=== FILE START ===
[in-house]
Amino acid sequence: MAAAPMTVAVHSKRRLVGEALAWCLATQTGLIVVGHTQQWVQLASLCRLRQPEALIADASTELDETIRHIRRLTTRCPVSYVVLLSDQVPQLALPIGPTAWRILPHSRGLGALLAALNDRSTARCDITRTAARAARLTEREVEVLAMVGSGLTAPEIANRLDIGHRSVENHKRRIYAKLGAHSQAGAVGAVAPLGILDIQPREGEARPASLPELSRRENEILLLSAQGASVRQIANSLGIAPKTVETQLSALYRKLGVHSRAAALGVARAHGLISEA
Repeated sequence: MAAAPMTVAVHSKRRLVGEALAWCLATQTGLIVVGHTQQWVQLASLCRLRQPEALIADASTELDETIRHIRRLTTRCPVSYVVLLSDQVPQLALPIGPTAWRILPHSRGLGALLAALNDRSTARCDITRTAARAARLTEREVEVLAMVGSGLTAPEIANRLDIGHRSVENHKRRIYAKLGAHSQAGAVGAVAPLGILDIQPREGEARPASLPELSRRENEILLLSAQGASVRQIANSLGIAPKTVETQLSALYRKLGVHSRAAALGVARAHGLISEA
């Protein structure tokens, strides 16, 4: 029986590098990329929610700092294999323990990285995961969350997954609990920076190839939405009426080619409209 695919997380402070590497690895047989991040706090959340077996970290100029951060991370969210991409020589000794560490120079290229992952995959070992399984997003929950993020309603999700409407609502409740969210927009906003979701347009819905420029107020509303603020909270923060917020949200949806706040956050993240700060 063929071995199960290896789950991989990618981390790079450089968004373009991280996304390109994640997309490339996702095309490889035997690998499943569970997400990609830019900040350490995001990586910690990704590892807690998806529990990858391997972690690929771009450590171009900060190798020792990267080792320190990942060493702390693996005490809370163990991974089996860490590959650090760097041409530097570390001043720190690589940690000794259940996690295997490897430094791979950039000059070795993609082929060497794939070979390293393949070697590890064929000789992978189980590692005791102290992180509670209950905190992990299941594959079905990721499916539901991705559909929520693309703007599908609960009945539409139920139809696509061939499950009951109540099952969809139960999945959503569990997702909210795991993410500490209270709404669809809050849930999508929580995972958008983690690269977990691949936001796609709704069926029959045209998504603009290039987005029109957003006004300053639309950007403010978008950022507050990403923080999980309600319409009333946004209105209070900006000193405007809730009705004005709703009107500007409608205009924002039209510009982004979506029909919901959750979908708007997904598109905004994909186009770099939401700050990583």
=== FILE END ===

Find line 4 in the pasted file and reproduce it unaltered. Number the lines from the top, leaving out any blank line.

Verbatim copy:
């Protein structure tokens, strides 16, 4: 029986590098990329929610700092294999323990990285995961969350997954609990920076190839939405009426080619409209 695919997380402070590497690895047989991040706090959340077996970290100029951060991370969210991409020589000794560490120079290229992952995959070992399984997003929950993020309603999700409407609502409740969210927009906003979701347009819905420029107020509303603020909270923060917020949200949806706040956050993240700060 063929071995199960290896789950991989990618981390790079450089968004373009991280996304390109994640997309490339996702095309490889035997690998499943569970997400990609830019900040350490995001990586910690990704590892807690998806529990990858391997972690690929771009450590171009900060190798020792990267080792320190990942060493702390693996005490809370163990991974089996860490590959650090760097041409530097570390001043720190690589940690000794259940996690295997490897430094791979950039000059070795993609082929060497794939070979390293393949070697590890064929000789992978189980590692005791102290992180509670209950905190992990299941594959079905990721499916539901991705559909929520693309703007599908609960009945539409139920139809696509061939499950009951109540099952969809139960999945959503569990997702909210795991993410500490209270709404669809809050849930999508929580995972958008983690690269977990691949936001796609709704069926029959045209998504603009290039987005029109957003006004300053639309950007403010978008950022507050990403923080999980309600319409009333946004209105209070900006000193405007809730009705004005709703009107500007409608205009924002039209510009982004979506029909919901959750979908708007997904598109905004994909186009770099939401700050990583």